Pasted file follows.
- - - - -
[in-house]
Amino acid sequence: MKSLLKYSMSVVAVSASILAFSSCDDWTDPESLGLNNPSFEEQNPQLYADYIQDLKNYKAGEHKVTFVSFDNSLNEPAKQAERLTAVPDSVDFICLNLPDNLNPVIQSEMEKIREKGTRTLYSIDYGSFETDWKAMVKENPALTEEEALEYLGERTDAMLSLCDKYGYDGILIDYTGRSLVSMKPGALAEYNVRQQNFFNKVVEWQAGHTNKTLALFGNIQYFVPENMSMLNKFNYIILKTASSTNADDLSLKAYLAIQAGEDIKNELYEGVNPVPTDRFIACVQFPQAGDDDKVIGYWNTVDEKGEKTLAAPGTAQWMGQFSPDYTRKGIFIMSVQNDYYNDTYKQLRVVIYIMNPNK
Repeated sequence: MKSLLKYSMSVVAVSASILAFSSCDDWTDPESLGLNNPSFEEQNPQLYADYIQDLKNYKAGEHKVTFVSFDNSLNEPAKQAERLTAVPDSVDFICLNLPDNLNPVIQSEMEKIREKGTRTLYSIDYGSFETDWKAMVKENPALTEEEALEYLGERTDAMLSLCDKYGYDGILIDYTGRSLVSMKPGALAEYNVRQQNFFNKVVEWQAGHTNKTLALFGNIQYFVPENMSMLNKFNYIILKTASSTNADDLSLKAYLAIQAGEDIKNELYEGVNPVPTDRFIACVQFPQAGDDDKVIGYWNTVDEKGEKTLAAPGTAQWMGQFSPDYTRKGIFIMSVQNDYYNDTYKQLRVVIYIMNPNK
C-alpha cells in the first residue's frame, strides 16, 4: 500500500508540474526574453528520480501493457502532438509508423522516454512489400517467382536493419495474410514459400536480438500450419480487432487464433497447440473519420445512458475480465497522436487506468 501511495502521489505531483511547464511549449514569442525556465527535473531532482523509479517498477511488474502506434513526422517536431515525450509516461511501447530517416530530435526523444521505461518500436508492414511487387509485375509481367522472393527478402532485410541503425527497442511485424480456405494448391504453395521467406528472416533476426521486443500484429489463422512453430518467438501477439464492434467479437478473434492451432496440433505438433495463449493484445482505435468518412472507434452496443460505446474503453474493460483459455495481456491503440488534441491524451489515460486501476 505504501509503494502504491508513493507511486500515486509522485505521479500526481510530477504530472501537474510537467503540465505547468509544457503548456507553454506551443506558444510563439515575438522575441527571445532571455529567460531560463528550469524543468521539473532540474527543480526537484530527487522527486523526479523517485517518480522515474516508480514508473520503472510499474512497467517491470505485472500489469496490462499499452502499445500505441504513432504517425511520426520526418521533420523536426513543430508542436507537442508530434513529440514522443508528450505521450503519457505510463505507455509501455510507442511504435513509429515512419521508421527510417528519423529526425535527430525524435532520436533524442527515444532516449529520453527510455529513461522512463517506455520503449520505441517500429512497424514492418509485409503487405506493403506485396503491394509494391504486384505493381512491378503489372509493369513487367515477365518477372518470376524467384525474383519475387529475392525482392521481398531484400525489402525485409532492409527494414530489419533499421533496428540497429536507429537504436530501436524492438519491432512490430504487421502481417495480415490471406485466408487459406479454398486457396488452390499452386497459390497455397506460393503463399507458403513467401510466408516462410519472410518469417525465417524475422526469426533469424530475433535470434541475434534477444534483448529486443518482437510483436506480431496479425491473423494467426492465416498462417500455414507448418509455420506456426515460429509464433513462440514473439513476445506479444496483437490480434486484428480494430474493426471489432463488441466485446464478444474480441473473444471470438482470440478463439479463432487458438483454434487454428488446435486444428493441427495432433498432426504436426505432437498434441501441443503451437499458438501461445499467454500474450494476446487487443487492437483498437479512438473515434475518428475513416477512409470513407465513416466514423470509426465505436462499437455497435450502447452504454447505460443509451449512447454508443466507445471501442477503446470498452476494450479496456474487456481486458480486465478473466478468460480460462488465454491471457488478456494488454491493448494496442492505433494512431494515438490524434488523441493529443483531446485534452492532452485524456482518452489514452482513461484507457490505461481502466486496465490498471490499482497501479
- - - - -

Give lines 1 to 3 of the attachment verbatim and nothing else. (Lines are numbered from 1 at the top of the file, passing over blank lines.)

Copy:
[in-house]
Amino acid sequence: MKSLLKYSMSVVAVSASILAFSSCDDWTDPESLGLNNPSFEEQNPQLYADYIQDLKNYKAGEHKVTFVSFDNSLNEPAKQAERLTAVPDSVDFICLNLPDNLNPVIQSEMEKIREKGTRTLYSIDYGSFETDWKAMVKENPALTEEEALEYLGERTDAMLSLCDKYGYDGILIDYTGRSLVSMKPGALAEYNVRQQNFFNKVVEWQAGHTNKTLALFGNIQYFVPENMSMLNKFNYIILKTASSTNADDLSLKAYLAIQAGEDIKNELYEGVNPVPTDRFIACVQFPQAGDDDKVIGYWNTVDEKGEKTLAAPGTAQWMGQFSPDYTRKGIFIMSVQNDYYNDTYKQLRVVIYIMNPNK
Repeated sequence: MKSLLKYSMSVVAVSASILAFSSCDDWTDPESLGLNNPSFEEQNPQLYADYIQDLKNYKAGEHKVTFVSFDNSLNEPAKQAERLTAVPDSVDFICLNLPDNLNPVIQSEMEKIREKGTRTLYSIDYGSFETDWKAMVKENPALTEEEALEYLGERTDAMLSLCDKYGYDGILIDYTGRSLVSMKPGALAEYNVRQQNFFNKVVEWQAGHTNKTLALFGNIQYFVPENMSMLNKFNYIILKTASSTNADDLSLKAYLAIQAGEDIKNELYEGVNPVPTDRFIACVQFPQAGDDDKVIGYWNTVDEKGEKTLAAPGTAQWMGQFSPDYTRKGIFIMSVQNDYYNDTYKQLRVVIYIMNPNK